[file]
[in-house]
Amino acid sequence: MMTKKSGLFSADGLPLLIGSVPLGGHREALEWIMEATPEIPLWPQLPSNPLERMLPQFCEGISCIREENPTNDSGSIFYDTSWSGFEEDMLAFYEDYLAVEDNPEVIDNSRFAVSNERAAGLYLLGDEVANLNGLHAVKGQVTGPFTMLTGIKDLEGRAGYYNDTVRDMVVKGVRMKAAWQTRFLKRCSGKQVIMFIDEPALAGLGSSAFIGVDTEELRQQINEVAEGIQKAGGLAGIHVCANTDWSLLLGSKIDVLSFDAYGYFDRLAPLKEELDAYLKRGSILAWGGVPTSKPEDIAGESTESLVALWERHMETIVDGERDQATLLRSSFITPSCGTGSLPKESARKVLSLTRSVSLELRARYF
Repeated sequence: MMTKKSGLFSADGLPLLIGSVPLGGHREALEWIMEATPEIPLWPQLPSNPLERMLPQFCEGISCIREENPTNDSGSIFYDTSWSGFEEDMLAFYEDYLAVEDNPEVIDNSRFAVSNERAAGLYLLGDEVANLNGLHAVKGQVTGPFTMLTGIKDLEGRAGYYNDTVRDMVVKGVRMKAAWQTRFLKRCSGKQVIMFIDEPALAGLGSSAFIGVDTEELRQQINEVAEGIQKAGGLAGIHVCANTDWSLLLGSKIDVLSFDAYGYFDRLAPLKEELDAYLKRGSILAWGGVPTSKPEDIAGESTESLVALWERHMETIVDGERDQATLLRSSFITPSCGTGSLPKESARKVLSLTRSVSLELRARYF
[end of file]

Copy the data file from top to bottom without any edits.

[in-house]
Amino acid sequence: MMTKKSGLFSADGLPLLIGSVPLGGHREALEWIMEATPEIPLWPQLPSNPLERMLPQFCEGISCIREENPTNDSGSIFYDTSWSGFEEDMLAFYEDYLAVEDNPEVIDNSRFAVSNERAAGLYLLGDEVANLNGLHAVKGQVTGPFTMLTGIKDLEGRAGYYNDTVRDMVVKGVRMKAAWQTRFLKRCSGKQVIMFIDEPALAGLGSSAFIGVDTEELRQQINEVAEGIQKAGGLAGIHVCANTDWSLLLGSKIDVLSFDAYGYFDRLAPLKEELDAYLKRGSILAWGGVPTSKPEDIAGESTESLVALWERHMETIVDGERDQATLLRSSFITPSCGTGSLPKESARKVLSLTRSVSLELRARYF
Repeated sequence: MMTKKSGLFSADGLPLLIGSVPLGGHREALEWIMEATPEIPLWPQLPSNPLERMLPQFCEGISCIREENPTNDSGSIFYDTSWSGFEEDMLAFYEDYLAVEDNPEVIDNSRFAVSNERAAGLYLLGDEVANLNGLHAVKGQVTGPFTMLTGIKDLEGRAGYYNDTVRDMVVKGVRMKAAWQTRFLKRCSGKQVIMFIDEPALAGLGSSAFIGVDTEELRQQINEVAEGIQKAGGLAGIHVCANTDWSLLLGSKIDVLSFDAYGYFDRLAPLKEELDAYLKRGSILAWGGVPTSKPEDIAGESTESLVALWERHMETIVDGERDQATLLRSSFITPSCGTGSLPKESARKVLSLTRSVSLELRARYF